Inaccurate conversion of CT data to water-equivalent path length (WEPL) is one of the most important uncertainty sources in ion treatment planning. Dual energy CT (DECT) imaging might help to reduce CT number ambiguities with the additional information. In our study we scanned a series of materials (tissue substitutes, aluminum, PMMA, and other polymers) in the dual source scanner (Siemens Somatom Definition Flash). Based on the 80 kVp/140Sn kVp dual energy images, the electron densities Q{sub e} and effective atomic numbers Z{sub eff} were calculated. We introduced a new lookup table that translates the Q{sub e} to the WEPL. The WEPL residuals from the calibration were significantly reduced for the investigated tissue surrogates compared to the empirical Hounsfield-look-up table (single energy CT imaging) from (-1.0 {+-} 1.8)% to (0.1 {+-} 0.7)% and for non-tissue equivalent PMMA from -7.8% to -1.0%. To assess the benefit of the new DECT calibration, we conducted a treatment planning study for three different idealized cases based on tissue surrogates and PMMA. The DECT calibration yielded a significantly higher target coverage in tissue surrogates and phantom material (i.e. PMMA cylinder, mean target coverage improved from 62% to 98%). To verify the DECT calibration for real tissue, ion ranges through a frozen pig head were measured and compared to predictions calculated by the standard single energy CT calibration and the novel DECT calibration. By using this method, an improvement of ion range estimation from -2.1% water-equivalent thickness deviation (single energy CT) to 0.3% (DECT) was achieved. If one excludes raypaths located on the edge of the sample accompanied with high uncertainties, no significant difference could be observed. (orig.)

  8. Feasibility of dual-energy computed tomography in radiation therapy planning

    Science.gov (United States)

    Sheen, Heesoon; Shin, Han-Back; Cho, Sungkoo; Cho, Junsang; Han, Youngyih

    2017-12-01

    In this study, the noise level, effective atomic number ( Z eff), accuracy of the computed tomography (CT) number, and the CT number to the relative electron density EDconversion curve were estimated for virtual monochromatic energy and polychromatic energy. These values were compared to the theoretically predicted values to investigate the feasibility of the use of dual-energy CT in routine radiation therapy planning. The accuracies of the parameters were within the range of acceptability. These results can serve as a stepping stone toward the routine use of dual-energy CT in radiotherapy planning.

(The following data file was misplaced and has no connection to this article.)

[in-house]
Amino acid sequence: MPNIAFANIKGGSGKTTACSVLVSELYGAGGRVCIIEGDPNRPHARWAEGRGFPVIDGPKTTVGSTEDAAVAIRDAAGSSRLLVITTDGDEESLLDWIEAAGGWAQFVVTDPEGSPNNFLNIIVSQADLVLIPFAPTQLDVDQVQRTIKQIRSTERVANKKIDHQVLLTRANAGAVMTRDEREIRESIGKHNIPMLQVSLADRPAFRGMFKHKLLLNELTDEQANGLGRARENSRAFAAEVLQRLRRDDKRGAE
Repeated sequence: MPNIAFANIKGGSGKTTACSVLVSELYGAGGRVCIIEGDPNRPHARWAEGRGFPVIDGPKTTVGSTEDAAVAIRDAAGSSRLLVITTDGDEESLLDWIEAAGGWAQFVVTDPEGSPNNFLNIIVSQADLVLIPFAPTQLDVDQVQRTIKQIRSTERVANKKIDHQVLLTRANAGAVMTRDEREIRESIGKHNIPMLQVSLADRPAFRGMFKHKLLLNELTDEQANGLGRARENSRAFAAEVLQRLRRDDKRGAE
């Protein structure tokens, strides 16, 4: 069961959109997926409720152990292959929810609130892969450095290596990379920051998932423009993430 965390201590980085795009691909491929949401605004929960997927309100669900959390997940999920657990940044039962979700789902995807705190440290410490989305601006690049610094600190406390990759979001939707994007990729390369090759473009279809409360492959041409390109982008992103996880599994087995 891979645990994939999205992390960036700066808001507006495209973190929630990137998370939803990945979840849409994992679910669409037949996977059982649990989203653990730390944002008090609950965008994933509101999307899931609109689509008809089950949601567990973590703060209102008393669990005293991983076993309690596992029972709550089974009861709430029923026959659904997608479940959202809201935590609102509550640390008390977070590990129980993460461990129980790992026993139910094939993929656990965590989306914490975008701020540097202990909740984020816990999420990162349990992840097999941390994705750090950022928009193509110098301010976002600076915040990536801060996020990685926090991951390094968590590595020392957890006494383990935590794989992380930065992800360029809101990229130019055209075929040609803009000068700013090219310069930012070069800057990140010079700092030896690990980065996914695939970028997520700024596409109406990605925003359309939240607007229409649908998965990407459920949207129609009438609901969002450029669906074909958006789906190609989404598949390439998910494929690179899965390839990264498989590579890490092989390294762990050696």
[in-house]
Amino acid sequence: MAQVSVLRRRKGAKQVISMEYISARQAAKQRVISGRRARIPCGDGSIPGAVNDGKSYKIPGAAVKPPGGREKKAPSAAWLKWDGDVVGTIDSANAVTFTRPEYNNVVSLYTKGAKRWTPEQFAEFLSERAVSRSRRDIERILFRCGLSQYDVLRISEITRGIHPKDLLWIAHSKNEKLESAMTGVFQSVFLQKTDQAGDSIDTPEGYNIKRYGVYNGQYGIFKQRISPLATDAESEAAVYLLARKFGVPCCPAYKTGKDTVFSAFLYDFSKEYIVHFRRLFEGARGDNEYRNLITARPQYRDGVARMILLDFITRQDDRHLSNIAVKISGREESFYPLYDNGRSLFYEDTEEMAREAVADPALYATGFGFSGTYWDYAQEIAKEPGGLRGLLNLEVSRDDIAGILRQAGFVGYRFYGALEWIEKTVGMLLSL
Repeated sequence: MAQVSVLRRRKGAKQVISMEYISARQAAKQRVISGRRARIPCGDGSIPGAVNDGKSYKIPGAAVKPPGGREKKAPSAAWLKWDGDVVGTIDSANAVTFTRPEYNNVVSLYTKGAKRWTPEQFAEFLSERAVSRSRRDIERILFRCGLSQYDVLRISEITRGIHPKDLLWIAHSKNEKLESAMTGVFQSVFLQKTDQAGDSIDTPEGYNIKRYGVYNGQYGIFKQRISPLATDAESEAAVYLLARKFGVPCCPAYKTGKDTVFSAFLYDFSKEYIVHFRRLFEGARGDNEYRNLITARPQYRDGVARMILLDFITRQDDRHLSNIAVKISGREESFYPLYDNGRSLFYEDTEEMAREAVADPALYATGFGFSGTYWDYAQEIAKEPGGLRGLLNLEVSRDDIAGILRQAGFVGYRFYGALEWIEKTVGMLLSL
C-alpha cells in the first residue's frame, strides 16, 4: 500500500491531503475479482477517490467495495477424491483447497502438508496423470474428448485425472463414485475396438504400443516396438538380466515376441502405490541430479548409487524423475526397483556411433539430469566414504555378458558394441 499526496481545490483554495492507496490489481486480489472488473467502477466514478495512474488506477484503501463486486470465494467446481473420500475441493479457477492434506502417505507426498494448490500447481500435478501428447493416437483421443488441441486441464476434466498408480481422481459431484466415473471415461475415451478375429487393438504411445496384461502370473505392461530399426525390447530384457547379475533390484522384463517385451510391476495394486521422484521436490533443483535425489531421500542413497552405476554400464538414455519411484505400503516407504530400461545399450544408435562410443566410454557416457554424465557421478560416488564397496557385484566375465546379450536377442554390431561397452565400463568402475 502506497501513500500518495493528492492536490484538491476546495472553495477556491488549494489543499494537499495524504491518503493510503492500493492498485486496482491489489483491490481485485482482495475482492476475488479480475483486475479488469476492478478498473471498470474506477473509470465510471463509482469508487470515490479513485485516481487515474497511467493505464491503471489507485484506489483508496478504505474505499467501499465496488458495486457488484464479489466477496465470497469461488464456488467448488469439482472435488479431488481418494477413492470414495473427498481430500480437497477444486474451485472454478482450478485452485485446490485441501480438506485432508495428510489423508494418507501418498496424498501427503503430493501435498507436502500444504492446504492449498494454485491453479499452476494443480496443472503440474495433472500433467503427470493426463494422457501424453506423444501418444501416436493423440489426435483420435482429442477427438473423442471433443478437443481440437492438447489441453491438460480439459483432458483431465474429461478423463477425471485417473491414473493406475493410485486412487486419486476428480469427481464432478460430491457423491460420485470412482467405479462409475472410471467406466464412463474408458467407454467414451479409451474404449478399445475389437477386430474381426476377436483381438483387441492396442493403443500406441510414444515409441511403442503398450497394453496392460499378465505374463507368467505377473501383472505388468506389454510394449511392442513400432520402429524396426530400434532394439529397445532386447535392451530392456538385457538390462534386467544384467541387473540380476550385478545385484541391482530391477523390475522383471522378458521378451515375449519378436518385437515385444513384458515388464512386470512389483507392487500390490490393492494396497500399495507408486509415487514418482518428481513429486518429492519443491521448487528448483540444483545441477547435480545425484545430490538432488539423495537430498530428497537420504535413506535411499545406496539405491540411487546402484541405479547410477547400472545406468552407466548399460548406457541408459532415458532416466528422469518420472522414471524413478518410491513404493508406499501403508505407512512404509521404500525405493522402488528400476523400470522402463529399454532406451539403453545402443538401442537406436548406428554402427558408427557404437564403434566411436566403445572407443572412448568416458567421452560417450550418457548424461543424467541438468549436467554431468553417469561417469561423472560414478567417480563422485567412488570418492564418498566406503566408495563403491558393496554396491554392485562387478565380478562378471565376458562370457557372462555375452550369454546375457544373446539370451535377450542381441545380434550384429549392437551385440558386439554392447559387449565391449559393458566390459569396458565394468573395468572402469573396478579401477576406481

9. Optimum energies for dual-energy computed tomography

    International Nuclear Information System (INIS)

    Talbert, A.J.; Brooks, R.A.; Morgenthaler, D.G.

    1980-01-01

    By performing a dual-energy scan, separate information can be obtained on the Compton and photoelectric components of attenuation for an unknown material. This procedure has been analysed for the optimum energies, and for the optimum dose distribution between the two scans. It was found that an equal dose at both energies was a good compromise, compared with optimising the dose distributing for either the Compton or photoelectric components individually. For monoenergetic beams, it was found that low energy of 40 keV produced minimum noise when using high-energy beams of 80 to 100 keV. This was true whether one maintained constant integral dose or constant surface dose. A low energy of 50 keV which is more nearly attainable in practice, produced almost as good a degree of accuracy. The analysis can be extended to polyenergetic beams by the inclusion of a noise factor. The above results were qualitatively unchanged, although the noise was increased by about 20% with integral dose equivalence and 50% with surface dose equivalence. It is very important to make the spectra as narrow as possible, especially at the low energy, in order to minimise the noise. (author)

  10. Evaluation of bone mineral density with dual energy quantitative computed tomography (DEQCT)

    International Nuclear Information System (INIS)

    Ito, Masako; Hayashi, Kuniaki; Yamada, Naoyuki.

    1989-01-01

    The purpose of this study was twofold: to investigate the precision and accuracy of dual energy quantitative computed tomography (QCT) and to investigate age-related changes of bone marrow density (BMD) in patients without metabolic disorders. Rapid kilovolt peak switching system, with which SOMATOM DR-H CT is equipped, allows dual energy scanning. KV-separated images and material-separated images were calculated from dual energy scan data. KV-separated data was regarded as single energy QCT. In phantom studies, dipotassium hydrogen phosphate solution, water, and ethanol were used to simulate bone mineral, lean soft tissue, and fat, respectively. Values of BMD obtained by dual energy scanning method had an error of 5.5% per 10% increase of fat, as compared with 12% for BMD values obtained by single energy scanning method. However, single energy scanning method had a higher precision than dual energy scanning method in determining BMD. The selection of CT section is considered most important in the clinical determination of BMD. In a study of age-related changes of BMD in the vertebral trabecular and cortical bones in 161 patients, BMD was found to have two peaks for women in their twenties and thirties, and one peak for men in their twenties. Bone marrow density rapidly declined among women aged 50 years or more. These results suggest that the content of fat in the trabecular bone may increase progressively after the age of 40, regardless of sex. (N.K.)